________________ CM . . . . Volume VII Number 5 . . . . November 3, 2000

cover African Tales from Tendai's Grandmother.

Lakshmi Mukundan.
Chennai, India: Tara Publishing (Distributed in Canada by The Banyan Tree, 2355 Fifth Lane West, Unit 46, Mississauga, ON, L5K 2M8), 1997.
64 pp., pbk., $11.99.
ISBN 81-86211-23-3.

Subject Headings:

Grades 3 - 6 / Ages 8 - 11.

Review by Joan Payzant.

*** /4


One morning, Tendai and Grandmother woke up very early and collected big white mushrooms from the forest on the hills nearby. They went to sit beside the highway and waited for people to stop and buy the tasty wild mushrooms.

Grandmother knew that Tendai often went off by himself, to watch the different vehicles that sped up and down the highway. She was worried that he might be tempted to cross and look at something on the other side of the broad road. Even a new kind of bird or butterfly was enough to make him forget everything else. She often warned him to stay out of the way of the speeding traffic. He could get run over if he was not careful.

As they sat there, near the highway, she remembered a story her own grandfather had told her many years ago. She decided to tell Tendai this story.

image Lakshmi Mukundan has some fascinating stories to tell her seven-year-old grandson, Tendai. Five of them are included in this book which is illustrated in black and white in a unique style rather like wood cuts. The book's end papers show a map of Africa and, facing it, an enlarged map of Zimbabwe which locates Tendai's village. An excellent glossary and pronunciation guide are found at the book's conclusion.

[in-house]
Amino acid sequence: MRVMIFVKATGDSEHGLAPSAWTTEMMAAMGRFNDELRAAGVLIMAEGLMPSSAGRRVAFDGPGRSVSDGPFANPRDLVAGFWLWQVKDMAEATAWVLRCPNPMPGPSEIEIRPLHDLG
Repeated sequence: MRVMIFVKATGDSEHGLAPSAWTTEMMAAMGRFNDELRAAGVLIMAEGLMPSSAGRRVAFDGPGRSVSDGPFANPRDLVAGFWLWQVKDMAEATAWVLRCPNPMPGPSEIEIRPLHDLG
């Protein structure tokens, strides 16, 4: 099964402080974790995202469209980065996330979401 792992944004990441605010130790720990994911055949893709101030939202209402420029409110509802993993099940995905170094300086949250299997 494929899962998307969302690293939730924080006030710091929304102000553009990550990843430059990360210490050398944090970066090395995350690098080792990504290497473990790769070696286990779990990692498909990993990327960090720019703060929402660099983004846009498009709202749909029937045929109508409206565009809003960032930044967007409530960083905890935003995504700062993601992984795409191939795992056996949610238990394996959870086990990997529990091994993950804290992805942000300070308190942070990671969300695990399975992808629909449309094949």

Chapters, like the "excerpt" above, alternate with Grandmother's tales, each of which has a moral wrapped in an exciting adventure story. There are six such cautionary tales, rather like Rudyard Kipling's "Just So Stories." They are titled:
  • How the Weaver Bird Began to Weave
  • Why Cheetah Never Hides His Claws
  • Young Impala and the Hippopotamus
  • Young Crocodile and the Great Waterfall
  • The Scaly Anteater and the Dassie
African Tales was published in India on cream-coloured firm paper. The drawings are well reproduced, and the type is suitable for children. But it is frustrating that the binding is poor, and that must be a great disappointment to the writer/illustrator. The new copy I received is coming apart already. Otherwise, it is an unusual and worthwhile book which blends descriptions of daily life in Africa with stimulating tales of its native bird and animal life. Younger children would love to have it read to them at bedtime.


Joan Payzant is a former teacher-librarian in Dartmouth, NS.

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ISSN 1201-9364